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LOS ANGELES, CA — Audi Engineers at the company’s California Electronic Research Labs believe that the next step in reducing carbon dioxide emissions will come through “connected” vehicles.
Ralph Weyler, Member of the Board for Sales and Marketing, Audi AG, announced today at the Los Angeles Auto Show that Audi is working with three California universities on six multi-year research projects. The efforts are aimed at reducing CO2 emissions through more intelligent interactions between driver and car, cars on the road, and in the collection and distribution of real-time traffic patterns. The name of the project is “Clean Air, a Viable Planet.” Audi researchers are working with the University of California at Berkeley, the University of California at Riverside, and Stanford University.
Daniel Rosario, Audi manager of Connected Vehicles, in explaining the research said that the shortest route to a destination is not necessarily the optimized CO2 route.
“The path between two points can be measured in distance, but it can also be measured in the amount of carbon dioxide that our vehicles emit,” he said. “Through this research we believe that information provided by connected vehicles will allow a driver to decide the best route to achieve the lowest CO2 emissions.”
The technology exists today to connect vehicles, now researches and engineers need to integrate these technologies into what Rosario calls an “Intelligent Vehicle Network”.
“The goal is sustainable transportation,” said Rosario. “Driving behavior can improve fuel efficiency by 20 percent. This initiative could improve that by another 20 percent.”
About Audi of America, Inc.
Audi’s declared objective is to offer each and every customer driving pleasure and sustainable mobility. Our achievements speak for themselves – sportiness, emotional design, quality and environmental awareness all find a common form of expression in the brand with the four rings. We see CO2 reduction as a social responsibility. Consequently, Audi pursues an all- embracing climate strategy that takes account of all the corporate divisions. It is the expression of the company’s enduring commitment to society and environmental protection and is, for this reason, an integral part of the corporate social responsibility. Our products are produced on the basis of a modular efficiency system. This holistic approach takes account of all CO2- related factors, including engine and drive concepts, aerodynamics, body technology and electronic assistance systems. From mid-2008, Audi will offer the cleanest diesel in the world with the all new Audi A4 3.0 TDI with ultra low emission system. Compared to the average fleet consumption of petrol engines typically fitted in the USA, the TDI offers a fuel saving of as much as 35 percent. We are also pursuing new developments in alternative biofuels and hybrid power systems as well as techniques to influence driver behavior. Information regarding the Audi brand and products can be found at http://www.audiusa.com/.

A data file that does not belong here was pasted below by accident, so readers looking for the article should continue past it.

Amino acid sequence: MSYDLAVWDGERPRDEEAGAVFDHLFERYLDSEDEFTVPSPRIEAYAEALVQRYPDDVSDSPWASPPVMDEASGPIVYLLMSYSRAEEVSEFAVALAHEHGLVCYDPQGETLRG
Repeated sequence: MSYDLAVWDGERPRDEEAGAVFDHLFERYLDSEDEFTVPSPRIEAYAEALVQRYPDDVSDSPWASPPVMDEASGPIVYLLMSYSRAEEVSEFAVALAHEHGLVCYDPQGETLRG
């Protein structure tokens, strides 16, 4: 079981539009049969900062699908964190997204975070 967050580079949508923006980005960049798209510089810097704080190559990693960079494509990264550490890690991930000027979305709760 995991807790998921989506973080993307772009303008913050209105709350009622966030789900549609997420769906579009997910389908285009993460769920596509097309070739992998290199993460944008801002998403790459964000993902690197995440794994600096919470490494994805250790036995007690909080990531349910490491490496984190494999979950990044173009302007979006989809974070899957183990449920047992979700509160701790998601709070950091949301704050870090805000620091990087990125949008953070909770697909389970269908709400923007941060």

About the Electronics Research Laboratory
The Electronics Research Laboratory (ERL) in Palo Alto, California, is a high-tech think-tank that has been developing new technologies for Audi cars and other brands within the Volkswagen Group since 1998. With a current team of 40 engineers and research specialists, the ERL focuses on accelerating automotive innovation for future production vehicles. Positioned in the heart of Silicon Valley, the ERL works closely with many of the world’s leading high-tech companies, start-ups, and universities. Information regarding the ERL can be found at http://www.vwerl.com/.